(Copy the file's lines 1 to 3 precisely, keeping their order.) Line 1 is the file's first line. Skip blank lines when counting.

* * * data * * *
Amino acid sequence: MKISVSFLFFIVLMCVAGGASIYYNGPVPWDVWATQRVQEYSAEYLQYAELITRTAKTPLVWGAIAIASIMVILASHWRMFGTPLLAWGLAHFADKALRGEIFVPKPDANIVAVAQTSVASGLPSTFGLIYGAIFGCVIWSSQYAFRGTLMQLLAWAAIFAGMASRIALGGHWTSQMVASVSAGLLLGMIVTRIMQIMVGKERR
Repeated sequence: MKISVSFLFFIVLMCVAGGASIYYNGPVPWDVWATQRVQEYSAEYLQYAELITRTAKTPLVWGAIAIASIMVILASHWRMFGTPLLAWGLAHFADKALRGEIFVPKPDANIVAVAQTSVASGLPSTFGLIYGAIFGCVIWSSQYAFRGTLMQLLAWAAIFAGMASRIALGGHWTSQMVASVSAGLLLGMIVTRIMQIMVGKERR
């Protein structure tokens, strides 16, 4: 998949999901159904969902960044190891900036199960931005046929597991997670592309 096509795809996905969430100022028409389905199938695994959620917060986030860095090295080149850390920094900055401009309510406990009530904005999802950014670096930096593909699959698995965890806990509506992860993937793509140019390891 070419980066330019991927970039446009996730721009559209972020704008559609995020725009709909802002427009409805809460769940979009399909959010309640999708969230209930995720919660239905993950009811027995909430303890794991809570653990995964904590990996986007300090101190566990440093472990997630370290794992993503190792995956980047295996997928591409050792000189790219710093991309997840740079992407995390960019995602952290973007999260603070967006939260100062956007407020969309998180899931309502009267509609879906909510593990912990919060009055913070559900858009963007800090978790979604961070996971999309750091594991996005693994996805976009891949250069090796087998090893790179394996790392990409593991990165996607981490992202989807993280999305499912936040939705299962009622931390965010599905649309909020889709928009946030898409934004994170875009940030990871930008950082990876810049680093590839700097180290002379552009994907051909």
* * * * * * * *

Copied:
Amino acid sequence: MKISVSFLFFIVLMCVAGGASIYYNGPVPWDVWATQRVQEYSAEYLQYAELITRTAKTPLVWGAIAIASIMVILASHWRMFGTPLLAWGLAHFADKALRGEIFVPKPDANIVAVAQTSVASGLPSTFGLIYGAIFGCVIWSSQYAFRGTLMQLLAWAAIFAGMASRIALGGHWTSQMVASVSAGLLLGMIVTRIMQIMVGKERR
Repeated sequence: MKISVSFLFFIVLMCVAGGASIYYNGPVPWDVWATQRVQEYSAEYLQYAELITRTAKTPLVWGAIAIASIMVILASHWRMFGTPLLAWGLAHFADKALRGEIFVPKPDANIVAVAQTSVASGLPSTFGLIYGAIFGCVIWSSQYAFRGTLMQLLAWAAIFAGMASRIALGGHWTSQMVASVSAGLLLGMIVTRIMQIMVGKERR
């Protein structure tokens, strides 16, 4: 998949999901159904969902960044190891900036199960931005046929597991997670592309 096509795809996905969430100022028409389905199938695994959620917060986030860095090295080149850390920094900055401009309510406990009530904005999802950014670096930096593909699959698995965890806990509506992860993937793509140019390891 070419980066330019991927970039446009996730721009559209972020704008559609995020725009709909802002427009409805809460769940979009399909959010309640999708969230209930995720919660239905993950009811027995909430303890794991809570653990995964904590990996986007300090101190566990440093472990997630370290794992993503190792995956980047295996997928591409050792000189790219710093991309997840740079992407995390960019995602952290973007999260603070967006939260100062956007407020969309998180899931309502009267509609879906909510593990912990919060009055913070559900858009963007800090978790979604961070996971999309750091594991996005693994996805976009891949250069090796087998090893790179394996790392990409593991990165996607981490992202989807993280999305499912936040939705299962009622931390965010599905649309909020889709928009946030898409934004994170875009940030990871930008950082990876810049680093590839700097180290002379552009994907051909």